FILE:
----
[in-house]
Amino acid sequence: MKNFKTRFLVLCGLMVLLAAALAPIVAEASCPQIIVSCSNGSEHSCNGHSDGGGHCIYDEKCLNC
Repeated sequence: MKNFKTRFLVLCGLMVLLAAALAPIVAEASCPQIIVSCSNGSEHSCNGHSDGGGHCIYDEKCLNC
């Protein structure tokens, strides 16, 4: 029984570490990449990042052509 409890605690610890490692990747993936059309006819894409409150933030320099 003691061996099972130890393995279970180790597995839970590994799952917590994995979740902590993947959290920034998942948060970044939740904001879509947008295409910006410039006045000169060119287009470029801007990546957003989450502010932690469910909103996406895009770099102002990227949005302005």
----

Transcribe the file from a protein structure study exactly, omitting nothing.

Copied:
[in-house]
Amino acid sequence: MKNFKTRFLVLCGLMVLLAAALAPIVAEASCPQIIVSCSNGSEHSCNGHSDGGGHCIYDEKCLNC
Repeated sequence: MKNFKTRFLVLCGLMVLLAAALAPIVAEASCPQIIVSCSNGSEHSCNGHSDGGGHCIYDEKCLNC
């Protein structure tokens, strides 16, 4: 029984570490990449990042052509 409890605690610890490692990747993936059309006819894409409150933030320099 003691061996099972130890393995279970180790597995839970590994799952917590994995979740902590993947959290920034998942948060970044939740904001879509947008295409910006410039006045000169060119287009470029801007990546957003989450502010932690469910909103996406895009770099102002990227949005302005």